9. It happens, Jadi. Like you, I get good reviews on the whole, and then for some reason, a book gets panned, sometimes for the silliest things (in my opinion). I just figure the person was triggered (he doesn’t like organic food, or he works for an evil corporation, or he thinks women should be obedient, who knows). The main thing is to look at your reviews as a whole – that’s where those averages come in handy. 🙂

    1. Thanks for the supportive message. And this is funny, because the troll found it necessary to declare that he is 100% vegan in one of his other reviews! Gee, do you think he burns foods he doesn’t approve of too? 🙂

  10. I smiled when I read your post. I have several friends who are published and their reaction to the first negative review is identical. There are people who don’t like Hemingway or Steinbeck. I don’t like Stephen King but adore early Michener (gasp!). Tastes differ and sometimes buttons are hit. Revel in your success (it’s quite an accomplishment to have two books completed and published) and hope that he finds something more suited to his likes. Let’s hope he didn’t waste the fire and at least had s’mores!

    1. S’mores would’ve been good! I think I’d been prepared for a negative review. I don’t know though if anyone is ever ready to hear their work was burned…

  11. Someone who would post a review saying he stopped reading the book and then burned it obviously has problems. Although the professional reviews have been good, I’ve had all sorts of negative and weird reviews of my books. I’ve just try to ignore them. Most of them seem to be by people who are clueless about the book, and clearly have not read it. I saw one for my Cultural Encyclopedia of the Breast that said it was probably a lot of cut and paste. Who says that??

  12. I’m so sorry this happened to you Jadi. I notice a trend with bad reviews – they are never constructive. I have read books that I didn’t enjoy, some I didn’t finish but I would never ever burn a book. Sometimes returning to them later, I’ve had a different reaction.
    Something similar happened to me just days ago, with a slightly different type of publication. My reaction was the same as yours. Mostly because I can’t imagine acting in such a passive aggressive and cowardly way. If I have thoughts of value – constructive criticism – I’ll share them. Anything else is just venting spleen / trolling / last night’s bad cabbage.

    1. I agree – the criticism was anything but constructive. I have panned books myself, but always give my reasons for doing so. And I’m in a monthly writers’ group where we’re diligent with feedback. You can say you don’t like writing and phrase it in a way that helps the author (and doesn’t leave a bad taste in someone’s mouth).

  13. Burning a book says one hell of a lot more about the person who burned it than the book; his worry, not yours. Do remember, though, that negative reviews aren’t always from ‘trolls’ ~ sometimes they’re from people who just didn’t like your book, who have chosen to use the facility to say so, as is their right. At some point you will get one of these, everyone does; best is just to shrug your shoulders and move on!

  14. Probably one of the best things that can happen to an author is their gets on a banned book list (not that that’s what happened.) but it suggests the writer has made a statement so powerful it brings out the best or strongest emotions in people. At least it wasn’t forgettable.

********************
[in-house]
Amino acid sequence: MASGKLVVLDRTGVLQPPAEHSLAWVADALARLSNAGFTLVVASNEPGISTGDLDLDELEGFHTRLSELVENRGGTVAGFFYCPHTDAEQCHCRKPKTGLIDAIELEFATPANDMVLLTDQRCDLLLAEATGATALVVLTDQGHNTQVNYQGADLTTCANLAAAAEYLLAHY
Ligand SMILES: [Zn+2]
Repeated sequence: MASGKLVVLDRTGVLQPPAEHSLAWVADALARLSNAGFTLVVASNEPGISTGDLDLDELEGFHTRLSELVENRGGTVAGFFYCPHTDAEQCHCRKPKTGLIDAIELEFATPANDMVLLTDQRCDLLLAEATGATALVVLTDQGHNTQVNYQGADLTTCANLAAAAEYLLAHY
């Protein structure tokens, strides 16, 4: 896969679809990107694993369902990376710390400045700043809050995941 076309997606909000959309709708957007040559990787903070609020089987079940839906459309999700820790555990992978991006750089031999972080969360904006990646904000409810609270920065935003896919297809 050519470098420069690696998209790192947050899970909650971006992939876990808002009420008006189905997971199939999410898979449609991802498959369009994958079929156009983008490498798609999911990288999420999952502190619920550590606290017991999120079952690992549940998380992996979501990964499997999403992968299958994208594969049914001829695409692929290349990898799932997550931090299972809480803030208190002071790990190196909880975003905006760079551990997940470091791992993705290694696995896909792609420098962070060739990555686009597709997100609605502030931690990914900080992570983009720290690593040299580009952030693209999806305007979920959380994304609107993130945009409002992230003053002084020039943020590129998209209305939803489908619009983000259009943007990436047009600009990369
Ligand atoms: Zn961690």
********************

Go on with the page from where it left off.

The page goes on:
15. I haven’t had anyone respond to my books that way, but I banned myself from reading both Amazon and Goodreads reviews anyway. So many of them are trivial and witless. To hell with them, and to hell with the book burner. Write your new one, whatever it is, knowing that the last one was powerful enough to kick off a strong response.

  16. Reblogged this on Barrow Blogs: and commented:
    Can’t legislate for nutters, Jadi. Just remember that.And, on a more normal note, remember all reviews/critiques are subjective. Can’t please everyone – especially the ‘nasties’ – you’ll never please them. Also – if you can bear it – check him out for his other reviews. I had a horrid review some time ago and did just that – found I was in excellent company of brilliant writers who they’d panned. Take care of yourself.Jx

    1. I’m thrilled by the reblog! My husband had an interesting take on it: that a bit of controversy is good, and only glowing reviews are suspect. It did make me think that the story I wrote contains more power than I suspected.

  17. Any serious book that makes people think will excite strong feelings, both negative and positive. You should welcome that.

    As for burning your book, the guy clearly has issues that go well beyond anything you wrote. This may be of concern to their friends and family (and possibly his local librarian), but you really mustn’t worry about it.

  18. Jadi, this is a compelling post and would make a wonderful intro to your book. But when I went to share it, I couldn’t find any share button–no reblog, Twitter, or even FB. If you are up for a share, please let me know. I think there are so many who would like to hear about your experience. Meanwhile, thanks so much for this reminder. I’m off to download Tsunami Cowboys!

    1. Thanks so much for this comment Barb. I just remedied the problem — DO feel free to share this post or anything else on my blog! (I’m thrilled you are downloading the book, too. I wish you an entertaining reading experience.)

  19. That’s just awful. There are some books I don’t finish. I may never try to read them again and I may share my view on why I disliked it, but to burn a book. That’s really something.

    1. Thanks for commenting Gary. I will stop reading a book in the middle; life is too short to waste reading bad writing. But this felt surreal when I first noticed the tirade on the German amazon.